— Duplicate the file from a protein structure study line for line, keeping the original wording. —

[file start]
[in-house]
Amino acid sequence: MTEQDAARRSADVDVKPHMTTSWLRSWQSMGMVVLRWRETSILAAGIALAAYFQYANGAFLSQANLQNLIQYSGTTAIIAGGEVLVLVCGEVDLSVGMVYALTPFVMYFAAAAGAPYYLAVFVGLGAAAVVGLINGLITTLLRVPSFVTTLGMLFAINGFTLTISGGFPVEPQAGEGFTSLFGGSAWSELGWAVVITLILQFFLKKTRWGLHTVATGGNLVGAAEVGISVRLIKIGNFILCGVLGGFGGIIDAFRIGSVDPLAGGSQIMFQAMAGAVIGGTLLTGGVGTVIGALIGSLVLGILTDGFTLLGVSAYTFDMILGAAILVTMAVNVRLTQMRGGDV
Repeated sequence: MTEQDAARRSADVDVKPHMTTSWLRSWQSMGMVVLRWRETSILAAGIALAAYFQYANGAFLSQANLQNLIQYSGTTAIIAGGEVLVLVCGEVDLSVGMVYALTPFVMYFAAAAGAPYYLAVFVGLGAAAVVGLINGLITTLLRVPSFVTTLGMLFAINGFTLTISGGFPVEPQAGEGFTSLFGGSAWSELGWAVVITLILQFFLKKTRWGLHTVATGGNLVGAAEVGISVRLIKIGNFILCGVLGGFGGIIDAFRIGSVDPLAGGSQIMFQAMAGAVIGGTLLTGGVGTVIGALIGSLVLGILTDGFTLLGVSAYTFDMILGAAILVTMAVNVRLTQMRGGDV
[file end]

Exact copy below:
[in-house]
Amino acid sequence: MTEQDAARRSADVDVKPHMTTSWLRSWQSMGMVVLRWRETSILAAGIALAAYFQYANGAFLSQANLQNLIQYSGTTAIIAGGEVLVLVCGEVDLSVGMVYALTPFVMYFAAAAGAPYYLAVFVGLGAAAVVGLINGLITTLLRVPSFVTTLGMLFAINGFTLTISGGFPVEPQAGEGFTSLFGGSAWSELGWAVVITLILQFFLKKTRWGLHTVATGGNLVGAAEVGISVRLIKIGNFILCGVLGGFGGIIDAFRIGSVDPLAGGSQIMFQAMAGAVIGGTLLTGGVGTVIGALIGSLVLGILTDGFTLLGVSAYTFDMILGAAILVTMAVNVRLTQMRGGDV
Repeated sequence: MTEQDAARRSADVDVKPHMTTSWLRSWQSMGMVVLRWRETSILAAGIALAAYFQYANGAFLSQANLQNLIQYSGTTAIIAGGEVLVLVCGEVDLSVGMVYALTPFVMYFAAAAGAPYYLAVFVGLGAAAVVGLINGLITTLLRVPSFVTTLGMLFAINGFTLTISGGFPVEPQAGEGFTSLFGGSAWSELGWAVVITLILQFFLKKTRWGLHTVATGGNLVGAAEVGISVRLIKIGNFILCGVLGGFGGIIDAFRIGSVDPLAGGSQIMFQAMAGAVIGGTLLTGGVGTVIGALIGSLVLGILTDGFTLLGVSAYTFDMILGAAILVTMAVNVRLTQMRGGDV